Latin music styles
Description of the main Latin music styles
The most popular modern Latin styles for dancing include Salsa and Merengue, but some bands also play examples of other styles for variety. All styles use at least one singer, plus backing vocals.
Salsa: originally developed out of Cuban "Son" via "Mambo" in the 1950's. Now it is most played in Cuba, Colombia, Puerto Rico and New York. It has a big brassy sound, and can be romantic or fiery. In Latin America, this is the music you generally hear the most on the Radio.
Merengue: up-tempo, energetic, easily accessible music, originally from the Dominican Republic in the Caribbean, where it is actually their "Pop" music, although it evolved out of country folk-dance music in the 1880's. In the past, bands consisted of accordion, percussion and sax, but accordion is now replaced by piano and bass guitar, and there are often up to 4 or more brass instruments. Merengue is very big in all Latin countries today, and many British people new to Latin music find the beat much more accessible and much easier to dance to.Cumbia: is rootsy music native to Colombia, with a laid back feel, similar to reggae. It usually features lots of percussion, and the sound of sax and trumpet.
Bugaloo: a throw back to the 60's when it was very popular, it has come around again. A funky, jazzy, slower sound, often with much brass.
Bomba: similar to merengue music, also from the Caribbean area, Puerto Rico and Venezuela. A very Caribbean feel, but sung in Spanish.
Lambada: Lambada actually comes from Brazil, where the music is very different to other Latin styles, but as it is also a sexy couples dance, it fits in very well with salsa.
Charanga: Becoming suddenly popular again, this music dates back to the 50's in Cuba, and features a more gentle line-up with flute and often violin replacing brass in the salsa line-up.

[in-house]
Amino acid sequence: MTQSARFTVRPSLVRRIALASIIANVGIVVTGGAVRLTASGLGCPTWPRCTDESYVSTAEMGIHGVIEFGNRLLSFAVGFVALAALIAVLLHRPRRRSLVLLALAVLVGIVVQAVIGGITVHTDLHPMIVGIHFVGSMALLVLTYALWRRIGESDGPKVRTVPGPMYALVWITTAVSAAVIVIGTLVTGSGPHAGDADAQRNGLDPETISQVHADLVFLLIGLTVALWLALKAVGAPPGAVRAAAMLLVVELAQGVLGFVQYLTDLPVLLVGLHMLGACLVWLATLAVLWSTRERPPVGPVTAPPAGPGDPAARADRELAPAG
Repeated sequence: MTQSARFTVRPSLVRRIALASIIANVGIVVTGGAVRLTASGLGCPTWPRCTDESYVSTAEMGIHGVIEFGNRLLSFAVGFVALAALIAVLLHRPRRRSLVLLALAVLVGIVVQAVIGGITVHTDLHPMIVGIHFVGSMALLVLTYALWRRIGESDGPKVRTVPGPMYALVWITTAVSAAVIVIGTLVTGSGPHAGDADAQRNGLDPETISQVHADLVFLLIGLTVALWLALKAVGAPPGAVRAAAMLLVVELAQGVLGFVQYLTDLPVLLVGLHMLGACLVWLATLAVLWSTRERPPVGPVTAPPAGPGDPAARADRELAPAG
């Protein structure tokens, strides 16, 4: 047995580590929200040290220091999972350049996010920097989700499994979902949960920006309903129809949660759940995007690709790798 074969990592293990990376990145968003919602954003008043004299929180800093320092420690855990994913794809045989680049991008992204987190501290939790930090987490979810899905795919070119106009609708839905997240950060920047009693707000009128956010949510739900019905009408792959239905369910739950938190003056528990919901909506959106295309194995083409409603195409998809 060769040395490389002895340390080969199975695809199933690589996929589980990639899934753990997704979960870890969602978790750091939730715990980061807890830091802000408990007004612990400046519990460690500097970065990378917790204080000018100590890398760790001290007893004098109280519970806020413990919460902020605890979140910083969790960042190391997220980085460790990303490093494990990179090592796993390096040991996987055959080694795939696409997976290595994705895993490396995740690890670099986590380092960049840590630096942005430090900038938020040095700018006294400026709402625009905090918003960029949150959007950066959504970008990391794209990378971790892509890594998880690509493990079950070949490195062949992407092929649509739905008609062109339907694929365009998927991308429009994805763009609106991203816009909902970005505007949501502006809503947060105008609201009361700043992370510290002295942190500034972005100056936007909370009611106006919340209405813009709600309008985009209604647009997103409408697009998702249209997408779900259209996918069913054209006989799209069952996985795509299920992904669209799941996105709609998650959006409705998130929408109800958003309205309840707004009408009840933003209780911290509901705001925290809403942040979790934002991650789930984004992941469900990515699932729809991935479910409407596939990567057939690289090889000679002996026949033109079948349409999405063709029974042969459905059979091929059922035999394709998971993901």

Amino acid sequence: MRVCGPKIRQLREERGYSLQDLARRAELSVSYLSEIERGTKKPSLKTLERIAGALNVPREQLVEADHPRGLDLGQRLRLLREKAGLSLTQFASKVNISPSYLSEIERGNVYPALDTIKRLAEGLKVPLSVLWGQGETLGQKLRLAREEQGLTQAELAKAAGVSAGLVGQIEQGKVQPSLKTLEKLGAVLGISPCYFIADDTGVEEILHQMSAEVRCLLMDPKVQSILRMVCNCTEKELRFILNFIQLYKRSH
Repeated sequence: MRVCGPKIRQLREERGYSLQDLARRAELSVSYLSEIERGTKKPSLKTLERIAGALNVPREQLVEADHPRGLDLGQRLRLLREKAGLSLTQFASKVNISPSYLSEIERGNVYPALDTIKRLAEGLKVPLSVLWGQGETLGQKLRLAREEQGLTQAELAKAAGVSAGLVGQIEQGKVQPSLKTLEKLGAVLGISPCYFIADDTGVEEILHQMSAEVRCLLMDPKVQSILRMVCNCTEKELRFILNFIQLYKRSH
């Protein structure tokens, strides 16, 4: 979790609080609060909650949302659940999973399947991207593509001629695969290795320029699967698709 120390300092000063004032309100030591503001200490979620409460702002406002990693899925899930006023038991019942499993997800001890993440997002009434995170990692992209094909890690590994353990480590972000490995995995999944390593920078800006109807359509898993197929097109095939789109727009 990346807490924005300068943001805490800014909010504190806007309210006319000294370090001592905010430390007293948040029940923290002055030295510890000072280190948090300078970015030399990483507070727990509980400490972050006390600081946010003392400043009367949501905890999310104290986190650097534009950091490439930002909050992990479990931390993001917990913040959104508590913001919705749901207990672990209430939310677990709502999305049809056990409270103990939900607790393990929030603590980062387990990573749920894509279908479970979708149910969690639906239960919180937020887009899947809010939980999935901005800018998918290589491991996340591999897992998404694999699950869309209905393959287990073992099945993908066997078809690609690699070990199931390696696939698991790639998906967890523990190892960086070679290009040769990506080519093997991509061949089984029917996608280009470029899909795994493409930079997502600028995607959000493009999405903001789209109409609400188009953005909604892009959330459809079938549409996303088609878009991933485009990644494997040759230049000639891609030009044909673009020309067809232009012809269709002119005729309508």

Cha Cha Cha: A more classical style of dance very much associated with Ballroom dance, which is also a popular style mainly found in Cuba, and now danced to in Latin clubs worldwide.
Bachata: Another recent style to emerge in Europe, this lighter style of music is actually the folk dance of Dominican Republic, that till recently was often frowned upon! Its subject lyrics almost always lament hard times, originating from the lives of the peasant people that enjoyed it in the past.
Moving with the times, we have also included gangnam style dance here as it is so popular currently. This style originated from Korean pop star Psy with his No 1 hit in 2012 "Gangnam Style" and its fun appeal crosses over quite well with our style of teaching Latin salsa and meregue dance classes.
To witness any number of these styles of music played live is a truly remarkable experience and one you won't soon forget. To travel to the original country of each style also brings a wonderful understanding of their culture and history. No matter which country you are from or you plan to visit in order to experience the music of your choice, an in-depth knowledge of Latin music culture is just a few cheap flights away.
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